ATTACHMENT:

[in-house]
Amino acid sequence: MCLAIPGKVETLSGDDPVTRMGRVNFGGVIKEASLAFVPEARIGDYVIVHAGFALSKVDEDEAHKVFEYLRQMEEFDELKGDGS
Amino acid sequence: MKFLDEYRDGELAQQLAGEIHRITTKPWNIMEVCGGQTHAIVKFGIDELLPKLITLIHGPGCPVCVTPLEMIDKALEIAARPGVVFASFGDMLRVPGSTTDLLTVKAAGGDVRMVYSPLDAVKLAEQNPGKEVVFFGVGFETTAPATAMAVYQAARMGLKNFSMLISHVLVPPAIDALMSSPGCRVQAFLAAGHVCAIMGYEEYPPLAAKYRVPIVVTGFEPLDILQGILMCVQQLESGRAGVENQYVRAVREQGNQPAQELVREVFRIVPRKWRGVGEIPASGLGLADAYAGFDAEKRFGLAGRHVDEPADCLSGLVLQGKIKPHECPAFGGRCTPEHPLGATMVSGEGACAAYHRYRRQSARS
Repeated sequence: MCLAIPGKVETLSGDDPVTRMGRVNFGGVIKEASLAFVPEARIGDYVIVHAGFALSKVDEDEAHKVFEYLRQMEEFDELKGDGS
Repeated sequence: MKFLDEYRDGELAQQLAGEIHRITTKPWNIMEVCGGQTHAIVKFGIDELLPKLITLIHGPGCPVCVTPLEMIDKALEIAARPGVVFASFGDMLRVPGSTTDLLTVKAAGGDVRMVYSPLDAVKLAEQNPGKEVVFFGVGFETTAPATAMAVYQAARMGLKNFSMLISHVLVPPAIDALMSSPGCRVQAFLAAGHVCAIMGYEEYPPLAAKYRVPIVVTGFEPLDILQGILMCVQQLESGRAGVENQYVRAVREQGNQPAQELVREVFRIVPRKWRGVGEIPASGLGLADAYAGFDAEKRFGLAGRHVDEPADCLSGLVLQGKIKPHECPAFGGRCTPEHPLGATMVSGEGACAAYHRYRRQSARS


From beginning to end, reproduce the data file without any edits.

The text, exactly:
[in-house]
Amino acid sequence: MCLAIPGKVETLSGDDPVTRMGRVNFGGVIKEASLAFVPEARIGDYVIVHAGFALSKVDEDEAHKVFEYLRQMEEFDELKGDGS
Amino acid sequence: MKFLDEYRDGELAQQLAGEIHRITTKPWNIMEVCGGQTHAIVKFGIDELLPKLITLIHGPGCPVCVTPLEMIDKALEIAARPGVVFASFGDMLRVPGSTTDLLTVKAAGGDVRMVYSPLDAVKLAEQNPGKEVVFFGVGFETTAPATAMAVYQAARMGLKNFSMLISHVLVPPAIDALMSSPGCRVQAFLAAGHVCAIMGYEEYPPLAAKYRVPIVVTGFEPLDILQGILMCVQQLESGRAGVENQYVRAVREQGNQPAQELVREVFRIVPRKWRGVGEIPASGLGLADAYAGFDAEKRFGLAGRHVDEPADCLSGLVLQGKIKPHECPAFGGRCTPEHPLGATMVSGEGACAAYHRYRRQSARS
Repeated sequence: MCLAIPGKVETLSGDDPVTRMGRVNFGGVIKEASLAFVPEARIGDYVIVHAGFALSKVDEDEAHKVFEYLRQMEEFDELKGDGS
Repeated sequence: MKFLDEYRDGELAQQLAGEIHRITTKPWNIMEVCGGQTHAIVKFGIDELLPKLITLIHGPGCPVCVTPLEMIDKALEIAARPGVVFASFGDMLRVPGSTTDLLTVKAAGGDVRMVYSPLDAVKLAEQNPGKEVVFFGVGFETTAPATAMAVYQAARMGLKNFSMLISHVLVPPAIDALMSSPGCRVQAFLAAGHVCAIMGYEEYPPLAAKYRVPIVVTGFEPLDILQGILMCVQQLESGRAGVENQYVRAVREQGNQPAQELVREVFRIVPRKWRGVGEIPASGLGLADAYAGFDAEKRFGLAGRHVDEPADCLSGLVLQGKIKPHECPAFGGRCTPEHPLGATMVSGEGACAAYHRYRRQSARS